Spectators soon will fill the stands at area dirt tracks as local racecars thunder into action. With all eyes focused on the cars as the April through September racing season gets under way, few probably will recognize the composer of each race -- "the flagman."
Yet to the observant, Elkins' Billy Simmons is as much a fixture at two tracks in the region as the sound of engines thundering through the mountains.
Simmons, also a carpet layer for Classic Carpet in Elkins, is starting his ninth season as head flagman at Interstate 79 Speedway near Shinnston and Roaring Knob Raceway Park in Markleysburg, Pa.
Jim Merschap, promoter of Roaring Knob, actually believes some spectators enjoy watching Simmons at work as much as the cars.
Simmons wanted to be a driver at first but soon found he could make more money working at the track.
He began at Elkins Speedway, selling tickets and lining up cars in the pits before moving to the flagman's stand.
There, he studied under veteran flagman Richard Skidmore. By 25, Simmons had advanced from flagging 4-cylinder races to head flagman for late model, semi-late-model, street-stock, E-mods, dirt bikes and 4-wheeler races.
The hardest part of his job, Simmons said, is the drive to the track and pre-race "butterflies."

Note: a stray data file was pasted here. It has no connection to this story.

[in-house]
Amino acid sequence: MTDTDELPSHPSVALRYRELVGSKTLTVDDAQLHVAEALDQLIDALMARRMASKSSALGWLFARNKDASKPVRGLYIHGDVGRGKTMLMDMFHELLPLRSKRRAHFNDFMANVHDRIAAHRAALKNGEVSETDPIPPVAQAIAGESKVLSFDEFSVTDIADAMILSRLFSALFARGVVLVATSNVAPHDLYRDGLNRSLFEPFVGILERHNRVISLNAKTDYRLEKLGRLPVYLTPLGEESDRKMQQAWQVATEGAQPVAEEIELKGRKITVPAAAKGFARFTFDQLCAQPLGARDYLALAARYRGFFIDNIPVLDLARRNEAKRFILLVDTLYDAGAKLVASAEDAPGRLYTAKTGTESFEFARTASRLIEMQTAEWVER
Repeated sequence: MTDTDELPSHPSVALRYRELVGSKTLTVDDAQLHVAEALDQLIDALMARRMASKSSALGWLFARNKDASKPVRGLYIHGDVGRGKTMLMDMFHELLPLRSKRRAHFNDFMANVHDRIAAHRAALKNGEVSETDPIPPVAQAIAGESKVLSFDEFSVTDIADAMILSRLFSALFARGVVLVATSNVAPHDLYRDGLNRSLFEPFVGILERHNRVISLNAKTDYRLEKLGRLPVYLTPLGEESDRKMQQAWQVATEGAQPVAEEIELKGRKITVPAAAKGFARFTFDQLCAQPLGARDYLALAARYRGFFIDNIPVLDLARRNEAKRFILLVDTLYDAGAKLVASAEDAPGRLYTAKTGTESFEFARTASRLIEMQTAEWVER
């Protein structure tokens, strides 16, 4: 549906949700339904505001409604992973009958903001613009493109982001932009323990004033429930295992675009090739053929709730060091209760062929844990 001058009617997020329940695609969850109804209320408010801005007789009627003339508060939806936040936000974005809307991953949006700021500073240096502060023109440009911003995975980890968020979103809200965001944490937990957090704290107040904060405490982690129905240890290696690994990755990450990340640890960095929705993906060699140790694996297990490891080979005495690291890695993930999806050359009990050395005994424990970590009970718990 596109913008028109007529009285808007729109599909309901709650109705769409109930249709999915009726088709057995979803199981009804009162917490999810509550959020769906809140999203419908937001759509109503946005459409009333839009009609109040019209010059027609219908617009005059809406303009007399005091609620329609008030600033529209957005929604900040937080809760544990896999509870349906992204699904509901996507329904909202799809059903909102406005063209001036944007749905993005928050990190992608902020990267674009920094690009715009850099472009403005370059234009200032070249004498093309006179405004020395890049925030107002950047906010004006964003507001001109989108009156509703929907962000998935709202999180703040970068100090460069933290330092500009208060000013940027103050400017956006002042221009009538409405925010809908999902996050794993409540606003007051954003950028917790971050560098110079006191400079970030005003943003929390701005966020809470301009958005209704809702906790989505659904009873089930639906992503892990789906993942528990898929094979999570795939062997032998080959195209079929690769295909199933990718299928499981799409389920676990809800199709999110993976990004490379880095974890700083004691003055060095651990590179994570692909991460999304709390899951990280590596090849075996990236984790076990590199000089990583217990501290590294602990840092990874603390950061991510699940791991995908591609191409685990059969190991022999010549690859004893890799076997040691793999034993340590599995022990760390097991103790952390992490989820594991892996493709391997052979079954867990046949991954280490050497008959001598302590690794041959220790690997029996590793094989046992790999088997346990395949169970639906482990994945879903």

There's also fairness to consider, he says. A flagman must have drivers' respect, he adds.
Simmons also has the respect of Merschap, who said he gives Simmons plenty of responsibility in directing races because he trusts his judgment.
"Billy is the best I've ever seen in the position," Merschap said. "Drivers trust he'll do what's right."
Interstate 79 Speedway promoter Steve Baker also likes Simmons' work.
"Billy's the best flagman around," Baker said. "That's why we have him at Interstate."
Sometimes, Simmons has to be an enforcer.
Prior to one race, he told drivers he would "black flag," or disqualify, anyone who got too rough or did too much bumping. The first offender: His brother, who he promptly black-flagged.
One disqualified driver and his pit crew waited on Simmons to return to his home.
"Anything that happens at the race track, stays at the race track," Simmons said he told them in his driveway. That, he said, diffused the situation.
A local seamstress helps control Simmons' costs by making his flags. He also uses hand and arm signals to align cars and count down the final laps. Throughout the race, the flagman communicates with the race scorers via radio.
Safety is critical. Simmons has the discretion to penalize drivers by moving them to the back of the pack for unfair or unsafe tactics. He signals the driver by pointing at the car, raising his left knee high in the air and smacking his left hip.
His fiancé, Teresa Calvert, says some women attend in hopes of seeing her man go through these gyrations.
There is some danger to his work.
Last summer, on the final two laps of a race, a golf-ball size rock flipped up and caught Simmons in the eye. Had it been a smaller rock, doctors said he would have lost his sight in that eye. Although his vision was blurred for about a week, Simmons was back flagging cars the next evening.
Simmons can be seen on April 20 (opening night) at Interstate 79. He also will be working at Roaring Knob when it opens May 5.
For further information, check out www.i79speedway.com or www.roaringknob.com.